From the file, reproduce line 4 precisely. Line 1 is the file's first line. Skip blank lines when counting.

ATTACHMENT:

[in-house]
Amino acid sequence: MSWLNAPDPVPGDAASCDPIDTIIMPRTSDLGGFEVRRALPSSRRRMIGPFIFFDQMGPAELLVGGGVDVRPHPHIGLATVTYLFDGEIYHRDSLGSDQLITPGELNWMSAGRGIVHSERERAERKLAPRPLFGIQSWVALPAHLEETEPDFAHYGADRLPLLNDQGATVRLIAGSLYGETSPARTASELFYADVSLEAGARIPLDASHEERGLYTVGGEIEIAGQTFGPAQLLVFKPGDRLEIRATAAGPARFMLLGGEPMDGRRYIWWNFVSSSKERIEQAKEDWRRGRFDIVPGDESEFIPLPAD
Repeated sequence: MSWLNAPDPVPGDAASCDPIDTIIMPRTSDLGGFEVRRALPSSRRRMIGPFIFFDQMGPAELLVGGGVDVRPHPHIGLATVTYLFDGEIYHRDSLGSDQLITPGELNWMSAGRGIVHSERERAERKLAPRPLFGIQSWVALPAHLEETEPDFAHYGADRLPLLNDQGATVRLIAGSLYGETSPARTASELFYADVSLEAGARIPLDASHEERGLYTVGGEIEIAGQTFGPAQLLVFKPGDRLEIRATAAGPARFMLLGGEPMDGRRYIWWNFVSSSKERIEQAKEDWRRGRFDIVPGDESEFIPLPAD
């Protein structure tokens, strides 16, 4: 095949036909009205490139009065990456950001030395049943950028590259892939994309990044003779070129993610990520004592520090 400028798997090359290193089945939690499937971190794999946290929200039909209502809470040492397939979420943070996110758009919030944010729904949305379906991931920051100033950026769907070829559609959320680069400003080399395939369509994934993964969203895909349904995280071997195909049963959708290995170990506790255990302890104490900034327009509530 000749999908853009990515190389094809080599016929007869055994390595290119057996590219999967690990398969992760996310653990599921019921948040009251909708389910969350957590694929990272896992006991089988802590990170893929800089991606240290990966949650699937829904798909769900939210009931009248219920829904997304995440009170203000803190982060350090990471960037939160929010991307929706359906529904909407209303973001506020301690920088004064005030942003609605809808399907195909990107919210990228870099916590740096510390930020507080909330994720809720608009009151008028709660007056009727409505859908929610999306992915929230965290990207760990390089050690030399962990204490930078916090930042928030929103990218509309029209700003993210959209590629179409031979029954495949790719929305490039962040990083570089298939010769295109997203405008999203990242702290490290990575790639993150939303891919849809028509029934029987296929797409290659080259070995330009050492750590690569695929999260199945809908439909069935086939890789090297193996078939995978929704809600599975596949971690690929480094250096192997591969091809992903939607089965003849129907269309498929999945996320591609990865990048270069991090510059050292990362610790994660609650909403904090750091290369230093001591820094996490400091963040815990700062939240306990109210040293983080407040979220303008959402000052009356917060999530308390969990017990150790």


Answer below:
């Protein structure tokens, strides 16, 4: 095949036909009205490139009065990456950001030395049943950028590259892939994309990044003779070129993610990520004592520090 400028798997090359290193089945939690499937971190794999946290929200039909209502809470040492397939979420943070996110758009919030944010729904949305379906991931920051100033950026769907070829559609959320680069400003080399395939369509994934993964969203895909349904995280071997195909049963959708290995170990506790255990302890104490900034327009509530 000749999908853009990515190389094809080599016929007869055994390595290119057996590219999967690990398969992760996310653990599921019921948040009251909708389910969350957590694929990272896992006991089988802590990170893929800089991606240290990966949650699937829904798909769900939210009931009248219920829904997304995440009170203000803190982060350090990471960037939160929010991307929706359906529904909407209303973001506020301690920088004064005030942003609605809808399907195909990107919210990228870099916590740096510390930020507080909330994720809720608009009151008028709660007056009727409505859908929610999306992915929230965290990207760990390089050690030399962990204490930078916090930042928030929103990218509309029209700003993210959209590629179409031979029954495949790719929305490039962040990083570089298939010769295109997203405008999203990242702290490290990575790639993150939303891919849809028509029934029987296929797409290659080259070995330009050492750590690569695929999260199945809908439909069935086939890789090297193996078939995978929704809600599975596949971690690929480094250096192997591969091809992903939607089965003849129907269309498929999945996320591609990865990048270069991090510059050292990362610790994660609650909403904090750091290369230093001591820094996490400091963040815990700062939240306990109210040293983080407040979220303008959402000052009356917060999530308390969990017990150790």